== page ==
#18: In a Time of Bears with Honey on their Head

3 x Insights to help squeegie your perspective: 


1. Back to the basics: Character is what, exactly? And why do some of us bother? 

You can devote your energy to knowing things, and discovering how stuff works. Science is all about this. 

And/or you can focus your inquiries toward the question "How should I live?"

If the second question resonates, you're interested in Character, which requires you to also care about the following:

A) how to move beyond self-interest
B) how to treat others
C) how to cultivate patience
D) how to use your energy and on what
E) how to see through your own mental filters
F) how to understand the truth of impermanence and interdependence of all things. 

There's a happy upshot to developing character, though: it's not all hard work and discipline and eating porridge for breakfast, lunch, and dinner. People who have Character tend to be less like Eeyore above, and more like this:

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Happy New Year to all my favorite Character Designers! 


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May this be you in 2018, in spirit and in practice

2. Here's a story for you: 

A student asked her teacher, "How long should I meditate for?" 

"Half an hour is fine." 

"But I'm too busy to meditate for half an hour!"

"Then you need to meditate for two hours." 

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3. Want to be Happy? Think like an Old Person

Older people report higher levels of contentment or well-being than teenagers and young adults. The six elders put faces on this statistic. If they were not always gleeful, they were resilient and not paralyzed by the challenges that came their way. All had known loss and survived. None went to a job he did not like, coveted stuff she could not afford, brooded over a slight on the subway or lost sleep over events in the distant future. They set realistic goals. Only one said he was afraid to die.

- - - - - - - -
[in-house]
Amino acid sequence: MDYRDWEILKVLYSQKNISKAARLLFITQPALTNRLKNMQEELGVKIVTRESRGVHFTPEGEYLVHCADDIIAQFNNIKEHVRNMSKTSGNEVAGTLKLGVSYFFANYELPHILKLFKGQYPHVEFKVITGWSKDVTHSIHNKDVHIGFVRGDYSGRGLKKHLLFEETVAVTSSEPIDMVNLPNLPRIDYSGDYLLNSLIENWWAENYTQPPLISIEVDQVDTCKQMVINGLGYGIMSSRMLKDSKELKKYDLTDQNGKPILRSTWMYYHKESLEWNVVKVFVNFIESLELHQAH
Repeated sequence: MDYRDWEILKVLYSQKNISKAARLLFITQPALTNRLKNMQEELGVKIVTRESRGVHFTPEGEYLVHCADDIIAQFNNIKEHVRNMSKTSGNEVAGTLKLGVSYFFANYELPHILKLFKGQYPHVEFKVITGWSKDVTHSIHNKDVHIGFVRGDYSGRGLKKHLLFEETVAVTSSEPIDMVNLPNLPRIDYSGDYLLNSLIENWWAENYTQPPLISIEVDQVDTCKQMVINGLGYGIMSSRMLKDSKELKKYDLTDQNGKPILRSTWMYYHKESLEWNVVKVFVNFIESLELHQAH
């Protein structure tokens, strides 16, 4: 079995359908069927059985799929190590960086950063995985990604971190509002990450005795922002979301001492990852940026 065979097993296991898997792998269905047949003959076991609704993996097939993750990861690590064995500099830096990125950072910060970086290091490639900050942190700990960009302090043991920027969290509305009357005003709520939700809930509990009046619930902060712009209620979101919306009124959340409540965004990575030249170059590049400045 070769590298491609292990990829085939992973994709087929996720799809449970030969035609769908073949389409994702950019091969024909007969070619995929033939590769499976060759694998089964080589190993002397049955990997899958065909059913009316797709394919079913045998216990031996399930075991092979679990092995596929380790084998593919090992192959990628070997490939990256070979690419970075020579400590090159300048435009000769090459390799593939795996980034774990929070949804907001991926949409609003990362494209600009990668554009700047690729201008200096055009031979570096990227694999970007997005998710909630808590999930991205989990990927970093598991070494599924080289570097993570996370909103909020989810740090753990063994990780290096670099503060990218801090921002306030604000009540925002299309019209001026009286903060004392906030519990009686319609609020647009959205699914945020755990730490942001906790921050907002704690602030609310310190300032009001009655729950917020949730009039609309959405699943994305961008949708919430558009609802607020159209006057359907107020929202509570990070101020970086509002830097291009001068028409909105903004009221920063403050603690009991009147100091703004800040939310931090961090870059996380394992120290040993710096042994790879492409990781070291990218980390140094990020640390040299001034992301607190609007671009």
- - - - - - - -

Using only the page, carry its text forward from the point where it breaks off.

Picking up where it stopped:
Continue reading the main story

Gerontologists call this the paradox of old age: that as people’s minds and bodies decline, instead of feeling worse about their lives, they feel better. In memory tests, they recall positive images better than negative; under functional magnetic resonance imaging, their brains respond more mildly to stressful images than the brains of younger people."

Read entire article here

4. Book #2 of Beer + Book Club is simmering in a pot of winter stew. The nominees are:

A Tale For the Time Being ~ Ruth Ozeki
Lincoln in the Bardo ~ George Saunders
Leonardo Da Vinci ~ Walter Isaacson
Walden ~ Henry David Thoreau
Behave: The Biology of Humans at Our Best and Worst ~ Robert M. Sapolsky

The votes are still coming in and you're not too late ! If you're interest in reading + beering with us starting in mid- January, send me a email with the order in which you would want to read the above candidates. 

Click here if you missed last week's Insights. 

Did any of this stuff matter to you at all? Which things and why? Comment here.  Or send an email to cxd@characterbydesign.org and speak your mind one on one. 

Do people still give a shit about character? Please forward this newsletter to anyone who wants to be less of a dick to others, to the animals, to the planet or to themselves.